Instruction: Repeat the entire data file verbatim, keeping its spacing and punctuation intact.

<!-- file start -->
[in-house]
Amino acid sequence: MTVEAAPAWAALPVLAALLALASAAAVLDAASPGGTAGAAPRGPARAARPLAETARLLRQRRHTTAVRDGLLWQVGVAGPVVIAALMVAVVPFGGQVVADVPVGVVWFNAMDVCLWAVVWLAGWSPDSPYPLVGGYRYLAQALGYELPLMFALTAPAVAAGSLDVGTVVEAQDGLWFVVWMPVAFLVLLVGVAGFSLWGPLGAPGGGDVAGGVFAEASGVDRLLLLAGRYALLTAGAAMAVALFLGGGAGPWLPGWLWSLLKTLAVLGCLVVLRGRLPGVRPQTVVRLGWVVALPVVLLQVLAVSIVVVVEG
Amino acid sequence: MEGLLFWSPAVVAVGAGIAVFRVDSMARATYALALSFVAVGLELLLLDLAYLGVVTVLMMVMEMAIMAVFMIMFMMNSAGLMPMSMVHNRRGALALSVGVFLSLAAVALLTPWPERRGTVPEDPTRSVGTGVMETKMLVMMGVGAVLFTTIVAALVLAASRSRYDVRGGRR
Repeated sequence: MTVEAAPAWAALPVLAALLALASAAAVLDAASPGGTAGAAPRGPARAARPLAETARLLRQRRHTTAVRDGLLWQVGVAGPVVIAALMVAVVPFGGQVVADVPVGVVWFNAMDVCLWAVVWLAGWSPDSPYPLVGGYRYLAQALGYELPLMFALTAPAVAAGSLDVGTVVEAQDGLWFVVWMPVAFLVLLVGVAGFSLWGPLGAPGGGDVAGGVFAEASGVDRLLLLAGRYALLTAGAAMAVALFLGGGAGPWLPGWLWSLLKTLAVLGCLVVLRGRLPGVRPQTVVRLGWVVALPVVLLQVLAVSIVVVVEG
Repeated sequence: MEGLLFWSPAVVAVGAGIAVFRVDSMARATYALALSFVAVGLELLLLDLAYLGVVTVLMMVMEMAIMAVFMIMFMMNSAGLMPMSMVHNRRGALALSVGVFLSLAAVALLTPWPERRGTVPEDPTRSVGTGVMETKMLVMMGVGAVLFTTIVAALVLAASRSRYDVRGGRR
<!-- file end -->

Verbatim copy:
[in-house]
Amino acid sequence: MTVEAAPAWAALPVLAALLALASAAAVLDAASPGGTAGAAPRGPARAARPLAETARLLRQRRHTTAVRDGLLWQVGVAGPVVIAALMVAVVPFGGQVVADVPVGVVWFNAMDVCLWAVVWLAGWSPDSPYPLVGGYRYLAQALGYELPLMFALTAPAVAAGSLDVGTVVEAQDGLWFVVWMPVAFLVLLVGVAGFSLWGPLGAPGGGDVAGGVFAEASGVDRLLLLAGRYALLTAGAAMAVALFLGGGAGPWLPGWLWSLLKTLAVLGCLVVLRGRLPGVRPQTVVRLGWVVALPVVLLQVLAVSIVVVVEG
Amino acid sequence: MEGLLFWSPAVVAVGAGIAVFRVDSMARATYALALSFVAVGLELLLLDLAYLGVVTVLMMVMEMAIMAVFMIMFMMNSAGLMPMSMVHNRRGALALSVGVFLSLAAVALLTPWPERRGTVPEDPTRSVGTGVMETKMLVMMGVGAVLFTTIVAALVLAASRSRYDVRGGRR
Repeated sequence: MTVEAAPAWAALPVLAALLALASAAAVLDAASPGGTAGAAPRGPARAARPLAETARLLRQRRHTTAVRDGLLWQVGVAGPVVIAALMVAVVPFGGQVVADVPVGVVWFNAMDVCLWAVVWLAGWSPDSPYPLVGGYRYLAQALGYELPLMFALTAPAVAAGSLDVGTVVEAQDGLWFVVWMPVAFLVLLVGVAGFSLWGPLGAPGGGDVAGGVFAEASGVDRLLLLAGRYALLTAGAAMAVALFLGGGAGPWLPGWLWSLLKTLAVLGCLVVLRGRLPGVRPQTVVRLGWVVALPVVLLQVLAVSIVVVVEG
Repeated sequence: MEGLLFWSPAVVAVGAGIAVFRVDSMARATYALALSFVAVGLELLLLDLAYLGVVTVLMMVMEMAIMAVFMIMFMMNSAGLMPMSMVHNRRGALALSVGVFLSLAAVALLTPWPERRGTVPEDPTRSVGTGVMETKMLVMMGVGAVLFTTIVAALVLAASRSRYDVRGGRR